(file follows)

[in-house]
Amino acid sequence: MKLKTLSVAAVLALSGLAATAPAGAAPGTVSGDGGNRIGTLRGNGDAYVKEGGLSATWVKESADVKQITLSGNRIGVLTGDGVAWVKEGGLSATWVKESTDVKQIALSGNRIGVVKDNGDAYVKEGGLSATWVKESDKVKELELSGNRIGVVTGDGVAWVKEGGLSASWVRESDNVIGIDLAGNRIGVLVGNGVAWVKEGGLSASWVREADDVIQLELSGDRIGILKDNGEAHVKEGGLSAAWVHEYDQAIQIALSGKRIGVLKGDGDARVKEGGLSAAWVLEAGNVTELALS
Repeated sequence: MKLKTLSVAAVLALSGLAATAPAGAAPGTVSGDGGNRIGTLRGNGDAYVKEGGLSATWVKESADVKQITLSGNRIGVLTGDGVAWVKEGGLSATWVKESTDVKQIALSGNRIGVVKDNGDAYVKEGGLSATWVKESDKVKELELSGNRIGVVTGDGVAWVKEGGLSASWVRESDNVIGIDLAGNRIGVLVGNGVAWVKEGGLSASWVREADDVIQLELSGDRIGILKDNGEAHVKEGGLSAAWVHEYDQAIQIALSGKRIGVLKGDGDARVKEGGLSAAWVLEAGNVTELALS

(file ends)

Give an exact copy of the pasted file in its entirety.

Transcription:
[in-house]
Amino acid sequence: MKLKTLSVAAVLALSGLAATAPAGAAPGTVSGDGGNRIGTLRGNGDAYVKEGGLSATWVKESADVKQITLSGNRIGVLTGDGVAWVKEGGLSATWVKESTDVKQIALSGNRIGVVKDNGDAYVKEGGLSATWVKESDKVKELELSGNRIGVVTGDGVAWVKEGGLSASWVRESDNVIGIDLAGNRIGVLVGNGVAWVKEGGLSASWVREADDVIQLELSGDRIGILKDNGEAHVKEGGLSAAWVHEYDQAIQIALSGKRIGVLKGDGDARVKEGGLSAAWVLEAGNVTELALS
Repeated sequence: MKLKTLSVAAVLALSGLAATAPAGAAPGTVSGDGGNRIGTLRGNGDAYVKEGGLSATWVKESADVKQITLSGNRIGVLTGDGVAWVKEGGLSATWVKESTDVKQIALSGNRIGVVKDNGDAYVKEGGLSATWVKESDKVKELELSGNRIGVVTGDGVAWVKEGGLSASWVRESDNVIGIDLAGNRIGVLVGNGVAWVKEGGLSASWVREADDVIQLELSGDRIGILKDNGEAHVKEGGLSAAWVHEYDQAIQIALSGKRIGVLKGDGDARVKEGGLSAAWVLEAGNVTELALS